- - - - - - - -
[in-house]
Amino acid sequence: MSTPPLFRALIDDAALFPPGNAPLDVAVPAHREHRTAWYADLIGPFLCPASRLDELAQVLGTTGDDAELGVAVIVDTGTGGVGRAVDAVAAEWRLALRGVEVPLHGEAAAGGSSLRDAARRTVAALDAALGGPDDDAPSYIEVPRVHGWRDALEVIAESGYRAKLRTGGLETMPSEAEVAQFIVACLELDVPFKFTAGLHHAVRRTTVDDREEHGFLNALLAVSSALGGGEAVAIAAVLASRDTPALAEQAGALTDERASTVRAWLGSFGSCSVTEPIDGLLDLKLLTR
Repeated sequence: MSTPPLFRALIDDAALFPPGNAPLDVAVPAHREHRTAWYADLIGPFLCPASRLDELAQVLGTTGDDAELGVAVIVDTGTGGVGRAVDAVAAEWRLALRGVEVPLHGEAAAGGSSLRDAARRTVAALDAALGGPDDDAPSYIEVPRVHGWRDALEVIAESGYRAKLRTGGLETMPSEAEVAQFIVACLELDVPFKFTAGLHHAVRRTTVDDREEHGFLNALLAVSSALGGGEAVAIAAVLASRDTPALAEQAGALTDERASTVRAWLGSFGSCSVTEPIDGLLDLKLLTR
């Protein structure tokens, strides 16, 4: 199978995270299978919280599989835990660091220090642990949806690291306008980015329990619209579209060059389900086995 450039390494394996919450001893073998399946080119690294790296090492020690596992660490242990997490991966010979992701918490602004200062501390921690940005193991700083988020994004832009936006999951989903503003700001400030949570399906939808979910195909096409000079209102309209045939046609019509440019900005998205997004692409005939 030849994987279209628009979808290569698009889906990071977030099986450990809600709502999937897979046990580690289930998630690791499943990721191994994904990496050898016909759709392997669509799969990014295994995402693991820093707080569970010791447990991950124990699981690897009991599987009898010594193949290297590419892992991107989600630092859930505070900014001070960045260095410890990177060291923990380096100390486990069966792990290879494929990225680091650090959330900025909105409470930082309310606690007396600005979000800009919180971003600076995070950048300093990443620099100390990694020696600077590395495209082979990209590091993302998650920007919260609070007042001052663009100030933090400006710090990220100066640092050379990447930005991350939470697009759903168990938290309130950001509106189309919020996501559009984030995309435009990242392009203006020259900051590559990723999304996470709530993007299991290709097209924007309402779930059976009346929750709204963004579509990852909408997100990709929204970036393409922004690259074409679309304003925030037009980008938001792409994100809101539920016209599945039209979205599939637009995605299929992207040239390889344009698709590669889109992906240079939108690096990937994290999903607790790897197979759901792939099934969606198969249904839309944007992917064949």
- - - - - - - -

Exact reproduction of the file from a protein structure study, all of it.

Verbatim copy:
[in-house]
Amino acid sequence: MSTPPLFRALIDDAALFPPGNAPLDVAVPAHREHRTAWYADLIGPFLCPASRLDELAQVLGTTGDDAELGVAVIVDTGTGGVGRAVDAVAAEWRLALRGVEVPLHGEAAAGGSSLRDAARRTVAALDAALGGPDDDAPSYIEVPRVHGWRDALEVIAESGYRAKLRTGGLETMPSEAEVAQFIVACLELDVPFKFTAGLHHAVRRTTVDDREEHGFLNALLAVSSALGGGEAVAIAAVLASRDTPALAEQAGALTDERASTVRAWLGSFGSCSVTEPIDGLLDLKLLTR
Repeated sequence: MSTPPLFRALIDDAALFPPGNAPLDVAVPAHREHRTAWYADLIGPFLCPASRLDELAQVLGTTGDDAELGVAVIVDTGTGGVGRAVDAVAAEWRLALRGVEVPLHGEAAAGGSSLRDAARRTVAALDAALGGPDDDAPSYIEVPRVHGWRDALEVIAESGYRAKLRTGGLETMPSEAEVAQFIVACLELDVPFKFTAGLHHAVRRTTVDDREEHGFLNALLAVSSALGGGEAVAIAAVLASRDTPALAEQAGALTDERASTVRAWLGSFGSCSVTEPIDGLLDLKLLTR
């Protein structure tokens, strides 16, 4: 199978995270299978919280599989835990660091220090642990949806690291306008980015329990619209579209060059389900086995 450039390494394996919450001893073998399946080119690294790296090492020690596992660490242990997490991966010979992701918490602004200062501390921690940005193991700083988020994004832009936006999951989903503003700001400030949570399906939808979910195909096409000079209102309209045939046609019509440019900005998205997004692409005939 030849994987279209628009979808290569698009889906990071977030099986450990809600709502999937897979046990580690289930998630690791499943990721191994994904990496050898016909759709392997669509799969990014295994995402693991820093707080569970010791447990991950124990699981690897009991599987009898010594193949290297590419892992991107989600630092859930505070900014001070960045260095410890990177060291923990380096100390486990069966792990290879494929990225680091650090959330900025909105409470930082309310606690007396600005979000800009919180971003600076995070950048300093990443620099100390990694020696600077590395495209082979990209590091993302998650920007919260609070007042001052663009100030933090400006710090990220100066640092050379990447930005991350939470697009759903168990938290309130950001509106189309919020996501559009984030995309435009990242392009203006020259900051590559990723999304996470709530993007299991290709097209924007309402779930059976009346929750709204963004579509990852909408997100990709929204970036393409922004690259074409679309304003925030037009980008938001792409994100809101539920016209599945039209979205599939637009995605299929992207040239390889344009698709590669889109992906240079939108690096990937994290999903607790790897197979759901792939099934969606198969249904839309944007992917064949």